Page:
Ahead of the XL Catlin Art Prize 2016 FAD managed to catch up with all of the finalists, next up we have Rory Biddulp from the MA at Slade.
Rory Biddulph preparing for XL Catlin Art Prize in his studio
1 Can you tell us about your work and what are the main ideas you try and express?
Recently, I have been making paintings of figures by layering print and paint repeatedly. I like how paint and print can be used to quickly bring about an image – how information can be cut up, reassembled, scanned, printed and just stuck down with paint. This process always has a raw energy attached to it. It allows me to deal with my subject matter intuitively and for the work to reflect the mentality and physicality of their making.
It is important to me that I allow the work to be fed directly from life so what I produce is always shifting – but I keep coming back to thinking about hierarchies and taxonomies.
I am particularly drawn to things which project some form of ideology such as pop iconography, flyposting, fanzines or propaganda images and looking at ways to incorporate them into a framework of folklore, absurdity and fiction. Making paintings allows me to twist, exaggerate or demean elements taken from contemporary life and to bring about an image which is more of a heightened, symbolic reflection than a straight up depiction. This is just my way of making sense of things in reality.
2 Where and what have you been studying and how do you feel it has benefited you?
I recently completed my MA at the Slade School of Fine Art. There is a lot that could be said about what I gained from the Slade, though two of the main things would be the people that I met, and a change in the way that I approach making work. I had a studio on my own for three years before doing my masters, and had never managed to produce artwork on my own terms. I was thinking about what it should be rather than what I wanted from it. This led to the work being overly laboured or theorised. When I came to London to study, I tried to find a way of working more in line with my own thoughts and perceptions. This was militantly encouraged at the Slade, even when I took a different direction and started making paintings as a sculpture student. I am not a painter’s painter and feel quite removed from the history of painting. So making paintings allowed me to produce work with more freedom and energy. Good art schools should allow students to tear apart what they are familiar with if they need to. I was lucky in that I finished the Slade with a much clearer idea of what I wanted from my work, with a range of ideas of how to develop it and people around me that I trust.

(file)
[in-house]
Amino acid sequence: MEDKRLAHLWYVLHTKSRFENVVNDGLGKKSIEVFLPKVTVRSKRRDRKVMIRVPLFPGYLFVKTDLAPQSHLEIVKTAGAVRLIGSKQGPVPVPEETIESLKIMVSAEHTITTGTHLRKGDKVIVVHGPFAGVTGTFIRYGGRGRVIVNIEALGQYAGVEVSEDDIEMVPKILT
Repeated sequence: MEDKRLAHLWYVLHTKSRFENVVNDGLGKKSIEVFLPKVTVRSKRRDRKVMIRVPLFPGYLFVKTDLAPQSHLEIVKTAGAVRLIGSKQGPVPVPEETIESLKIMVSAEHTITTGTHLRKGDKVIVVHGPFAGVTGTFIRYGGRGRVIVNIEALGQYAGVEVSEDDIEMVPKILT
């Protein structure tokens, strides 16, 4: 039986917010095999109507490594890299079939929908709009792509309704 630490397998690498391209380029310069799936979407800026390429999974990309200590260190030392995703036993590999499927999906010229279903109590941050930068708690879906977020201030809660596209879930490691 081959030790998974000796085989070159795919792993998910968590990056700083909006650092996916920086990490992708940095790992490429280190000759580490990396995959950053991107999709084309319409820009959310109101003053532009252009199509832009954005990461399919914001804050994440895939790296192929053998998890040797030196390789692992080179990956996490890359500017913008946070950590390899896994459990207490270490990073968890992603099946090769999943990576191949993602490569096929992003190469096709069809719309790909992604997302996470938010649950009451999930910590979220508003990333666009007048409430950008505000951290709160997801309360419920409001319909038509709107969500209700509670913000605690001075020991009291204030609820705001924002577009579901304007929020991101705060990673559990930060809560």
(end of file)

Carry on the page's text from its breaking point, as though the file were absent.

3 Can you tell us about the work that will be on show at XL Catlin Art Prize 2016?
I am making a series of large, vibrant paintings of conflicted figures in isolated moments. The body language and facial expressions of the figures has become more significant than it has been in previous works. They are masked, distorted and exaggerated. I want the works to echo the impact of their scale in their content, while at the same time depicting moments that have a level of privacy or empathy attached to them.
XL Catlin Art Prize 2016 Londonewcastle Project Space, 28 Redchurch Street, London E2 7DP
Thursday 5th – Sunday 22nd May 2016 www.xlcatlinart.com
This year’s finalists are: Rory Biddulph (Slade School of Fine Art, MA Fine Art), Jude Crilly (Royal College of Art, MA Sculpture), Jamie Fitzpatrick, (Royal College of Art, MA Sculpture), Christopher Gray (Goldsmiths, BA Fine Art & History of Art), Jane Hayes Greenwood (City & Guilds of London Art School, MA Fine Art), Hamish Pearch (Camberwell College of Arts, BA Sculpture) and Neal Rock (Royal College of Art, PhD Painting by Practice).